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Kings Keep Predators at Bay in 3-0 Victory

Young players provide the scoring as goalie Cechmanek gets his 100th career victory. L.A. is tied with the Ducks for Pacific Division lead.

November 20, 2003|Elliott Teaford | Times Staff Writer

The Kings' No Excuses Tour, also known as the 2003-04 NHL season, rolled on Wednesday against the Nashville Predators at Staples Center.

Instead of wringing their hands about injuries to standout forwards Jason Allison, Adam Deadmarsh and Jozef Stumpel, the Kings sent out a lineup that included the fresh-scrubbed faces of Sean Avery, Michael Cammalleri and Kip Brennan.

The Predators never had a chance, with the King youngsters providing all the scoring goaltender Roman Cechmanek would need for his 100th career victory, a 3-0 rout before a crowd of 16,935.

Avery, 23, scored his second goal of the season and the 10th in his budding career. Cammalleri, 21, scored his first in 2003-04 and the sixth of his career. Brennan, 23, scored his first NHL goal.

"Rather unlikely sources, yeah," Coach Andy Murray said after the game. "We'll take scoring any time from anyone. It's kind of been scoring by committee right now because of all the injuries we've had."

Whatever else has ailed the Kings this season, seizing the moment hasn't been a problem. The victory gave the Kings a 5-1-1-1 record in their last eight games and moved them into a tie with the Mighty Ducks for the Pacific Division lead with 20 points.

The Predators were so desperate to avoid a shutout that Coach Barry Trotz pulled goalie Tomas Vokoun in favor of an extra skater after King center Eric Belanger took a tripping penalty with 3 minutes 41 seconds to play.

Cechmanek flopped around in his crease, making 30 saves and looking painfully awkward in an era of composed butterfly goaltenders who have the angles covered down to the smallest millimeter. His most eye-grabbing save was with his mask, nodding a high shot from Scott Hartnell into the corner on a first-period odd-man rush.

"Stopping the puck is the only style that matters," defenseman Aaron Miller said of Cechmanek, 100-49-23 with 23 career shutouts. "He was very sharp for us tonight. We'll go as far as he'll take us this season. He's been good for the past two seasons [while with the Philadelphia Flyers]. If he gets hot we'll be that much better."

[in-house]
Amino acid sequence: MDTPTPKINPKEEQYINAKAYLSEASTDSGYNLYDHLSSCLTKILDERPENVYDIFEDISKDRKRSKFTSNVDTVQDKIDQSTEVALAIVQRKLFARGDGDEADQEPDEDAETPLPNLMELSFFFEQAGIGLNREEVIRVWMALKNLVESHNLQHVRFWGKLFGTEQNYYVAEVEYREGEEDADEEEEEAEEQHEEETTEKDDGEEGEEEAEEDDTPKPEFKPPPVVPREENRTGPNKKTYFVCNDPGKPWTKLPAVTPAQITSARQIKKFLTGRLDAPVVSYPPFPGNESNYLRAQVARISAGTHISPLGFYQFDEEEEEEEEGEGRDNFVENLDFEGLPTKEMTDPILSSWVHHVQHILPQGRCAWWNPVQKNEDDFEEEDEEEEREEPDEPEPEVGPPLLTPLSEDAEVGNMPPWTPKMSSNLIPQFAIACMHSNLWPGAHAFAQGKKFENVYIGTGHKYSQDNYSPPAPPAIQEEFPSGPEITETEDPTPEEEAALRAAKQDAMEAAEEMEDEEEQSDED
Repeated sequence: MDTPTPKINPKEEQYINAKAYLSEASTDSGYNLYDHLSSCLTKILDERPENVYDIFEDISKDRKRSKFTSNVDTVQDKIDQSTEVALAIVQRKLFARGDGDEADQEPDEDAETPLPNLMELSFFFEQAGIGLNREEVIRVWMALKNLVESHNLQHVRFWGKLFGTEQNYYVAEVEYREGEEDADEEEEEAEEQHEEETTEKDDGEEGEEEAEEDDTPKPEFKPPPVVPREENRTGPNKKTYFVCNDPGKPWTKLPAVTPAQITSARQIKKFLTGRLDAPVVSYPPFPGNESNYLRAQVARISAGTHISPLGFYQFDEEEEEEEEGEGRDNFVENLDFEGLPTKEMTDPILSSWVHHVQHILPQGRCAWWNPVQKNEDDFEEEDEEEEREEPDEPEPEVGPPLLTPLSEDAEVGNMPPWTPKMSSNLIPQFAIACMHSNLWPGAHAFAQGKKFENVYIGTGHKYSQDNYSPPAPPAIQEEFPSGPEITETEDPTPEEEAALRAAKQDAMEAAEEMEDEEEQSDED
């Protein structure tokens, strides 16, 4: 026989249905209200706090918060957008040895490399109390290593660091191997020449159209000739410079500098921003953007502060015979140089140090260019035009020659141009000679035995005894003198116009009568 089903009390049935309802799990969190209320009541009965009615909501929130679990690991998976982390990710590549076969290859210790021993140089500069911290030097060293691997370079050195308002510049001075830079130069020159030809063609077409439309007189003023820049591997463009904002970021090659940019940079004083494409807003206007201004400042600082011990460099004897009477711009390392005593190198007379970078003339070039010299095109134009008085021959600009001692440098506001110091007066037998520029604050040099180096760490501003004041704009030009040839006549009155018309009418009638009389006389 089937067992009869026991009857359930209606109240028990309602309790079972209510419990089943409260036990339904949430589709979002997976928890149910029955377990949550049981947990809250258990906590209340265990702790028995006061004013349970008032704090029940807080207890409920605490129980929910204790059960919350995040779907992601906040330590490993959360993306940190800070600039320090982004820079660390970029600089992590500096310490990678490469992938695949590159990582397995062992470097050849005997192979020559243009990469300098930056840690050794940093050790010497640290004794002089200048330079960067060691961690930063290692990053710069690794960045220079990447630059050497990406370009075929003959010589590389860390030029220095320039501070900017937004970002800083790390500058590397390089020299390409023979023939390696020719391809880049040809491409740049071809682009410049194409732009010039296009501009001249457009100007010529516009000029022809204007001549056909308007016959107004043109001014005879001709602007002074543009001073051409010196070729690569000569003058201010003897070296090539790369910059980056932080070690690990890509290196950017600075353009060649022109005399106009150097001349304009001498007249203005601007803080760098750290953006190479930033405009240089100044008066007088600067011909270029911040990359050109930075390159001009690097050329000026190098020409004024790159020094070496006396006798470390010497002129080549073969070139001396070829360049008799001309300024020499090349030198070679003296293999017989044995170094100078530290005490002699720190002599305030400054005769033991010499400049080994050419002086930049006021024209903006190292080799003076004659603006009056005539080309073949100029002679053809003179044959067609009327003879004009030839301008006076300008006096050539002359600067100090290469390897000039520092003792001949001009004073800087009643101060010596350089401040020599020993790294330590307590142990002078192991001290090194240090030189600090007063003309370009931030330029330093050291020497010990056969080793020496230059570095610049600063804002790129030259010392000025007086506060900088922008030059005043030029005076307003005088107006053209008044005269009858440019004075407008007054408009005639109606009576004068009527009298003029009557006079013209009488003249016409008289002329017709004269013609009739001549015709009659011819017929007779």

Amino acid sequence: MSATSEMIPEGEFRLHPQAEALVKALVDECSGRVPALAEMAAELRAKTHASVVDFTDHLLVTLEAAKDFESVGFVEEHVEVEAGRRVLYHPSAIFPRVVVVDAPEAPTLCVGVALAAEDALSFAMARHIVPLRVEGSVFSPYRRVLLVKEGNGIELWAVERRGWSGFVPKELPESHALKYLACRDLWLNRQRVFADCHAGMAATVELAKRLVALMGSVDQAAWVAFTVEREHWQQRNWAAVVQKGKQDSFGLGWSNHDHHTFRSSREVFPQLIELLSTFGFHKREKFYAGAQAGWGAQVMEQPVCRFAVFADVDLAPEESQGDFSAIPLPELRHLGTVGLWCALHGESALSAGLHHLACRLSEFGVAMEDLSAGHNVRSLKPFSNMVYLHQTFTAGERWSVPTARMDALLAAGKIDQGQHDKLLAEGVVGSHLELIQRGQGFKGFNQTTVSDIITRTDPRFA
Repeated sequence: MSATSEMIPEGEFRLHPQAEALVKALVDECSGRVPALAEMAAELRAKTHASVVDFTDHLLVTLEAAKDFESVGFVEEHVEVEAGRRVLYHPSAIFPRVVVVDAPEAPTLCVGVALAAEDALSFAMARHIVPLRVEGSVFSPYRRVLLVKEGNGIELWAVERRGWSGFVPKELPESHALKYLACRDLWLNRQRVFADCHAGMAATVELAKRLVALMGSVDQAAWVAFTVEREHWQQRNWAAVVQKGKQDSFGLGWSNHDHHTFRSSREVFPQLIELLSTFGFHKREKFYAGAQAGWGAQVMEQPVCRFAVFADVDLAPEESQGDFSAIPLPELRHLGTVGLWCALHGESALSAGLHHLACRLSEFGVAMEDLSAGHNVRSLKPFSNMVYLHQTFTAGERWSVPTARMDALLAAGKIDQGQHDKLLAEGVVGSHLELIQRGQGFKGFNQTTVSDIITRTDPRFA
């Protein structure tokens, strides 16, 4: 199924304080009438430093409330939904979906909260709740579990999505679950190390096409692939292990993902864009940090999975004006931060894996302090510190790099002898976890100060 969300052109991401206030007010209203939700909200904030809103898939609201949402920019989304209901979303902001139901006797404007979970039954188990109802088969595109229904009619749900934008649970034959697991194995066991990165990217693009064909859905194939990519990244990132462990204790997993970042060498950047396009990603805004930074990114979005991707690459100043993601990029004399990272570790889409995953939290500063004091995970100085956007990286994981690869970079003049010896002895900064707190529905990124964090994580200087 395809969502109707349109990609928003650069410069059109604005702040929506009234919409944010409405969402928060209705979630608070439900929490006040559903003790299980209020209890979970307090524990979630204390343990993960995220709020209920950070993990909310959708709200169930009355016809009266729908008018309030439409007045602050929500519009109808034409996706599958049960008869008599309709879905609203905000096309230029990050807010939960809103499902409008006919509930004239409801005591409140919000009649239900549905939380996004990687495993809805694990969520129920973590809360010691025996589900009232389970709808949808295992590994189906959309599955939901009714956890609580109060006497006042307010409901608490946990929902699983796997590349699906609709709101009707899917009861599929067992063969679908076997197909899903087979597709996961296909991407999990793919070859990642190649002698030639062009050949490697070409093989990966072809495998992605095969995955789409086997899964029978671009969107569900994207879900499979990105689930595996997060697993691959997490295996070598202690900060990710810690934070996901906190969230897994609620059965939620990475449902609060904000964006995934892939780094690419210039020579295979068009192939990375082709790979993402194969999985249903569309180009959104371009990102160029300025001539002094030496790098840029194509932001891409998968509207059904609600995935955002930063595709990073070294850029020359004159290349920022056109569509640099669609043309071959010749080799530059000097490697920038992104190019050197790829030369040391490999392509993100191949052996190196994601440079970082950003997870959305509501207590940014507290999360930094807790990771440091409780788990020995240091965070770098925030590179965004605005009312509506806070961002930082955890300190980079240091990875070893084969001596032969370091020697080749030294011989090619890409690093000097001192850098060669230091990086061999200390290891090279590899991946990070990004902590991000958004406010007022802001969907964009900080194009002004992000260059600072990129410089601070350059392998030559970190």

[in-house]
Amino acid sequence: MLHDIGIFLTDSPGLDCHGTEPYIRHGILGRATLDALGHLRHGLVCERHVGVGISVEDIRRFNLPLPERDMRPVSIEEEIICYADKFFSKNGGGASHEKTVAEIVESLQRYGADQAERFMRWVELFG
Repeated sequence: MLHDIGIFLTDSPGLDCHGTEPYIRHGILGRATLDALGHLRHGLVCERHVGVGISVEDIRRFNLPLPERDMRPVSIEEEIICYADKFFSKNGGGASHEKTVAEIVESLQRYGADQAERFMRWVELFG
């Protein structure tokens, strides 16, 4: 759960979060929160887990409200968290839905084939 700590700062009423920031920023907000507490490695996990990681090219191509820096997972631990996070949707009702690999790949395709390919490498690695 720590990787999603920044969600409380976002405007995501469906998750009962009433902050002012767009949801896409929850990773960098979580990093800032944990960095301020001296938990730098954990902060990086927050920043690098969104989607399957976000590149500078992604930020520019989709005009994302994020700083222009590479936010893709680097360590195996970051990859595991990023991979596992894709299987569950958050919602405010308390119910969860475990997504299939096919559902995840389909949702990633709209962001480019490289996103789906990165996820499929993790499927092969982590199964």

When Avery and Cammalleri scored 2 1/2 minutes apart early in the first period, the Kings had the sort of momentum required to subdue the Predators.

Joe Corvo, playing his first game since serving a three-game suspension imposed by the team after he pleaded guilty to assaulting a woman last year in a Boston bar, assisted on Avery's goal.

Cammalleri whipped a quick shot past Vokoun, who was screened by the Predators' Jamie Allison.

Brennan's goal early in the second period, on a deflection off a point-blank shot from the slot by defenseman Lubomir Visnovsky, gave the Kings what turned out to be an insurmountable three-goal lead.

"You don't want to be here because guys are injured," Cammalleri said, "but you want to help the organization any way you can."

The Kings survived their only serious lapse in judgment in the first period, when Avery needlessly checked Hartnell into the boards from behind. Avery drew a boarding major and a game misconduct, but Murray said he didn't expect further discipline from the league office.

Hartnell was shaken but played a regular shift the rest of the game.

Given five minutes to trim a 2-0 deficit, Predator defenseman Marek Zidlicky took an obstruction hooking penalty, and whatever momentum Nashville had with the man-advantage fizzled.

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